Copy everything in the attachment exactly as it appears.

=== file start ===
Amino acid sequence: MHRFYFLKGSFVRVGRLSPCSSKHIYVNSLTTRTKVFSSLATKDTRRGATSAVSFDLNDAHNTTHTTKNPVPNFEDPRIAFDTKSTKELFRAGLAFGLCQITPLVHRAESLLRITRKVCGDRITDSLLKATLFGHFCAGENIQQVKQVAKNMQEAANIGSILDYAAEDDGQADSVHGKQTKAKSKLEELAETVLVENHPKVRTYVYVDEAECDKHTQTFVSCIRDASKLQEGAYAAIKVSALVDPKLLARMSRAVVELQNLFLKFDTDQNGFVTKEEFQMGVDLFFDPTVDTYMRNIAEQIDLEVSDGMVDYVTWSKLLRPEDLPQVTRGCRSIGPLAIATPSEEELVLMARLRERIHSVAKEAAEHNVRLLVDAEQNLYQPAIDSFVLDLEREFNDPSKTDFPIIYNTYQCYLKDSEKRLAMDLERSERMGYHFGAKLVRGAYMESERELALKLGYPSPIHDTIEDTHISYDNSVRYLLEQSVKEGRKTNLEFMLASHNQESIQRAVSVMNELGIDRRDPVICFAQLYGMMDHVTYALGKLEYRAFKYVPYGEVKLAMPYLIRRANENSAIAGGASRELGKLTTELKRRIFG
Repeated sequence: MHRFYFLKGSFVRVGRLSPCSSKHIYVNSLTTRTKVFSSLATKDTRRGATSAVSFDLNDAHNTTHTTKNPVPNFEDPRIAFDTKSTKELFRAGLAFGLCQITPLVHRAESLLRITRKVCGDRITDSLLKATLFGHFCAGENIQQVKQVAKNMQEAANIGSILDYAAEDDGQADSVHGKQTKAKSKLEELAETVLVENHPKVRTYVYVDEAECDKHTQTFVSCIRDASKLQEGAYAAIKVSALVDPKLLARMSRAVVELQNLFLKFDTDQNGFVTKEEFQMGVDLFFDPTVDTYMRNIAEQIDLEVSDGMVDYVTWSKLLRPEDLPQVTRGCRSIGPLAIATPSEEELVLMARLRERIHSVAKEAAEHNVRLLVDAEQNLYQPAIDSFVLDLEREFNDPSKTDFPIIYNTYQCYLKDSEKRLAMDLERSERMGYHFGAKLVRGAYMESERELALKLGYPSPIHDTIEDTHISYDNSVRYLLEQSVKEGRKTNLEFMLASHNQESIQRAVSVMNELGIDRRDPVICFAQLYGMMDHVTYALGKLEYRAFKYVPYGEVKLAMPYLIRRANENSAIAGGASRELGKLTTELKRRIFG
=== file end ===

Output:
Amino acid sequence: MHRFYFLKGSFVRVGRLSPCSSKHIYVNSLTTRTKVFSSLATKDTRRGATSAVSFDLNDAHNTTHTTKNPVPNFEDPRIAFDTKSTKELFRAGLAFGLCQITPLVHRAESLLRITRKVCGDRITDSLLKATLFGHFCAGENIQQVKQVAKNMQEAANIGSILDYAAEDDGQADSVHGKQTKAKSKLEELAETVLVENHPKVRTYVYVDEAECDKHTQTFVSCIRDASKLQEGAYAAIKVSALVDPKLLARMSRAVVELQNLFLKFDTDQNGFVTKEEFQMGVDLFFDPTVDTYMRNIAEQIDLEVSDGMVDYVTWSKLLRPEDLPQVTRGCRSIGPLAIATPSEEELVLMARLRERIHSVAKEAAEHNVRLLVDAEQNLYQPAIDSFVLDLEREFNDPSKTDFPIIYNTYQCYLKDSEKRLAMDLERSERMGYHFGAKLVRGAYMESERELALKLGYPSPIHDTIEDTHISYDNSVRYLLEQSVKEGRKTNLEFMLASHNQESIQRAVSVMNELGIDRRDPVICFAQLYGMMDHVTYALGKLEYRAFKYVPYGEVKLAMPYLIRRANENSAIAGGASRELGKLTTELKRRIFG
Repeated sequence: MHRFYFLKGSFVRVGRLSPCSSKHIYVNSLTTRTKVFSSLATKDTRRGATSAVSFDLNDAHNTTHTTKNPVPNFEDPRIAFDTKSTKELFRAGLAFGLCQITPLVHRAESLLRITRKVCGDRITDSLLKATLFGHFCAGENIQQVKQVAKNMQEAANIGSILDYAAEDDGQADSVHGKQTKAKSKLEELAETVLVENHPKVRTYVYVDEAECDKHTQTFVSCIRDASKLQEGAYAAIKVSALVDPKLLARMSRAVVELQNLFLKFDTDQNGFVTKEEFQMGVDLFFDPTVDTYMRNIAEQIDLEVSDGMVDYVTWSKLLRPEDLPQVTRGCRSIGPLAIATPSEEELVLMARLRERIHSVAKEAAEHNVRLLVDAEQNLYQPAIDSFVLDLEREFNDPSKTDFPIIYNTYQCYLKDSEKRLAMDLERSERMGYHFGAKLVRGAYMESERELALKLGYPSPIHDTIEDTHISYDNSVRYLLEQSVKEGRKTNLEFMLASHNQESIQRAVSVMNELGIDRRDPVICFAQLYGMMDHVTYALGKLEYRAFKYVPYGEVKLAMPYLIRRANENSAIAGGASRELGKLTTELKRRIFG